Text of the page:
Best known as the creator of James Bond, Ian Fleming is the surprise author of “Chitty Chitty Bang Bang,” the children’s book which later became such a hit at the Box Office.
Fleming began his career as a writer rather later in life at the age of 43. He started his first Bond novel shortly before getting married in 1952 and often joked that writing was the only way he could calm his nerves before the big event. From this moment until his untimely death in 1964, Fleming achieved international success as the creator of one of the most legendary literary characters but few are aware that he is also the writer of the well known children’s classic.
In 1964 Ian Fleming had a major heart attack. It was during his convalescence that he decided to turn the bedtime stories he had been telling his little son Casper, into a book for children. This book became Chitty Chitty Bang Bang: the story of the adventures of inventor Commander Caractacus Potts, his wife Mimsie, their two children Jeremy and Jemima and the wonderful Chitty Bang Bang car which could float on water and even fly!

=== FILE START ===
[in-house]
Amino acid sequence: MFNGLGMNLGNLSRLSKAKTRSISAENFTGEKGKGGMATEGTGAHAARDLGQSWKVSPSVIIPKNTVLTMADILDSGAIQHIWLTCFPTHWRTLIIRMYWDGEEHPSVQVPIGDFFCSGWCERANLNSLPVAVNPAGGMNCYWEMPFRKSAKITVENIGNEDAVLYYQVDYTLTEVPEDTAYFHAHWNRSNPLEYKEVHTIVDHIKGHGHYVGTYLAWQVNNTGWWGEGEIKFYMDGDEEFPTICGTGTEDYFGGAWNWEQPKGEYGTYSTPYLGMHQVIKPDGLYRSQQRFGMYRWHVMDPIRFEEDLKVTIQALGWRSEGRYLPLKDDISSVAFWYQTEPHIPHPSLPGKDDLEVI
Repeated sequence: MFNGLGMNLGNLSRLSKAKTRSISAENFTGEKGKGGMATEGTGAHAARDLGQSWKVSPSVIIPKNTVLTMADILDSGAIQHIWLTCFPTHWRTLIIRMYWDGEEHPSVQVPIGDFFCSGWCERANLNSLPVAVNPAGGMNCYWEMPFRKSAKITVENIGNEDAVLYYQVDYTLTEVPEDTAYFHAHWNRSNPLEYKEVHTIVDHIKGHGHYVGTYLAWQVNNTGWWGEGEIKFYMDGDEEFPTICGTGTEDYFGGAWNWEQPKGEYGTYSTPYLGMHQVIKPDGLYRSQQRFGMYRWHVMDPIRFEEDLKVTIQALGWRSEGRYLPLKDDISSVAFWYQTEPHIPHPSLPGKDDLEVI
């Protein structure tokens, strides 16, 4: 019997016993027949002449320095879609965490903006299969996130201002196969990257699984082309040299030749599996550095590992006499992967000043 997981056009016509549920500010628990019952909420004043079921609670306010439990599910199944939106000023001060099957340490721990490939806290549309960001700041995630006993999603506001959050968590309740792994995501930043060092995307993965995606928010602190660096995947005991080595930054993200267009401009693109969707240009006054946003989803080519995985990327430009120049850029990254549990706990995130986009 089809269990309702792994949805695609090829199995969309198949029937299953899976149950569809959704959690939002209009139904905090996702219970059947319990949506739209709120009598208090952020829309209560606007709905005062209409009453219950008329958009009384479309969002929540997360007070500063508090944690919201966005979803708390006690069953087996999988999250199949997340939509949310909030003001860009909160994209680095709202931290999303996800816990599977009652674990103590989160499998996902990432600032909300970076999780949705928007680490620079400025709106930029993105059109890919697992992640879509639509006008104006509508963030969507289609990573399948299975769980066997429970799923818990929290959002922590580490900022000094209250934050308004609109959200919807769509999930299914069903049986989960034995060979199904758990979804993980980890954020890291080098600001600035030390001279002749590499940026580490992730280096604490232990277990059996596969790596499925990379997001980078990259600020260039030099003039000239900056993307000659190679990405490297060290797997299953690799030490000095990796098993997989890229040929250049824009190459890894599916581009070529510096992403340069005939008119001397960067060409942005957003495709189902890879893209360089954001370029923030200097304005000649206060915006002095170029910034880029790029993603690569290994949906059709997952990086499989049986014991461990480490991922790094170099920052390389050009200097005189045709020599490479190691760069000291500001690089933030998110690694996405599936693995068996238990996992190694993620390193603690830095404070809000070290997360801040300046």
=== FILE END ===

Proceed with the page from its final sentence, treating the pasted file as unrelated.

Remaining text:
The family acquire a broken down old car and the Commander sets to work to repair it. Once mended it is clear that this is no ordinary car…. and so begins an adventure for the Potts Family involving a trip across the Channel, a kidnapping and a run in with a mob of gangsters.
The book was originally published in three parts and illustrated by well known children’s author and illustrator John Burningham. The three books were later combined to become: “Chitty Chitty Bang Bang: The Magical Car” by US publishers Random House. The book inspired Cubby Broccoli to create a big screen version and while the Chitty Chitty Bang Bang movie differs greatly from the book, some original themes remain. The magical qualities of both book and movie continue to delight children all over the world.
More information about Ian Fleming can be found at his official website: www.ianfleming.com.
In 1964 Ian Fleming had a major heart attack. It was during his convalescence that he decided to turn the bedtime stories he had been telling his little son Casper, into a book for children.